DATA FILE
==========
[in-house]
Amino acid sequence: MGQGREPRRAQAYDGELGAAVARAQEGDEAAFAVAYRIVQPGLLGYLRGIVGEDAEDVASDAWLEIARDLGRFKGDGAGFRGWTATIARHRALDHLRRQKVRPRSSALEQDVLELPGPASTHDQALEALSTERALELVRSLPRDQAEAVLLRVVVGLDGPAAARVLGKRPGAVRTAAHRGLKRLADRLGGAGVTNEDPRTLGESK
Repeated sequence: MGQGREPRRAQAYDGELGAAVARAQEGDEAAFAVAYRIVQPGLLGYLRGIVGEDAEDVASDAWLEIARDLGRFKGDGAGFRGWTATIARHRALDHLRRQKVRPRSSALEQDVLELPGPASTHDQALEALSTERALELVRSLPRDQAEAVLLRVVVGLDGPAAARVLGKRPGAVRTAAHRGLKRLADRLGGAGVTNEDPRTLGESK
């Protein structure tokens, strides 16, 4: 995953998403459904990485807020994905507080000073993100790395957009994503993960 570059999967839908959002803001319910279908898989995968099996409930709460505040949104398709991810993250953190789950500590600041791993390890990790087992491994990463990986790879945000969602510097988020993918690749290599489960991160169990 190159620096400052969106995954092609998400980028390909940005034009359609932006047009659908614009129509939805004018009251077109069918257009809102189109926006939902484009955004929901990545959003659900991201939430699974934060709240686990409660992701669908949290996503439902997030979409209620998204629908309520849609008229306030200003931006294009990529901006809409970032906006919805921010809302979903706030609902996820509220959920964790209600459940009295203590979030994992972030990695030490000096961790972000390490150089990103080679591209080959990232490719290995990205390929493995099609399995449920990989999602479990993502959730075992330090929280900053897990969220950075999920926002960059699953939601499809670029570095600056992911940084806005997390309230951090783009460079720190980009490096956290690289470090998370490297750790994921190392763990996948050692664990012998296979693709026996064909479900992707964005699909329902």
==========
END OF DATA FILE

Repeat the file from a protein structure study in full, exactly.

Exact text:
[in-house]
Amino acid sequence: MGQGREPRRAQAYDGELGAAVARAQEGDEAAFAVAYRIVQPGLLGYLRGIVGEDAEDVASDAWLEIARDLGRFKGDGAGFRGWTATIARHRALDHLRRQKVRPRSSALEQDVLELPGPASTHDQALEALSTERALELVRSLPRDQAEAVLLRVVVGLDGPAAARVLGKRPGAVRTAAHRGLKRLADRLGGAGVTNEDPRTLGESK
Repeated sequence: MGQGREPRRAQAYDGELGAAVARAQEGDEAAFAVAYRIVQPGLLGYLRGIVGEDAEDVASDAWLEIARDLGRFKGDGAGFRGWTATIARHRALDHLRRQKVRPRSSALEQDVLELPGPASTHDQALEALSTERALELVRSLPRDQAEAVLLRVVVGLDGPAAARVLGKRPGAVRTAAHRGLKRLADRLGGAGVTNEDPRTLGESK
């Protein structure tokens, strides 16, 4: 995953998403459904990485807020994905507080000073993100790395957009994503993960 570059999967839908959002803001319910279908898989995968099996409930709460505040949104398709991810993250953190789950500590600041791993390890990790087992491994990463990986790879945000969602510097988020993918690749290599489960991160169990 190159620096400052969106995954092609998400980028390909940005034009359609932006047009659908614009129509939805004018009251077109069918257009809102189109926006939902484009955004929901990545959003659900991201939430699974934060709240686990409660992701669908949290996503439902997030979409209620998204629908309520849609008229306030200003931006294009990529901006809409970032906006919805921010809302979903706030609902996820509220959920964790209600459940009295203590979030994992972030990695030490000096961790972000390490150089990103080679591209080959990232490719290995990205390929493995099609399995449920990989999602479990993502959730075992330090929280900053897990969220950075999920926002960059699953939601499809670029570095600056992911940084806005997390309230951090783009460079720190980009490096956290690289470090998370490297750790994921190392763990996948050692664990012998296979693709026996064909479900992707964005699909329902």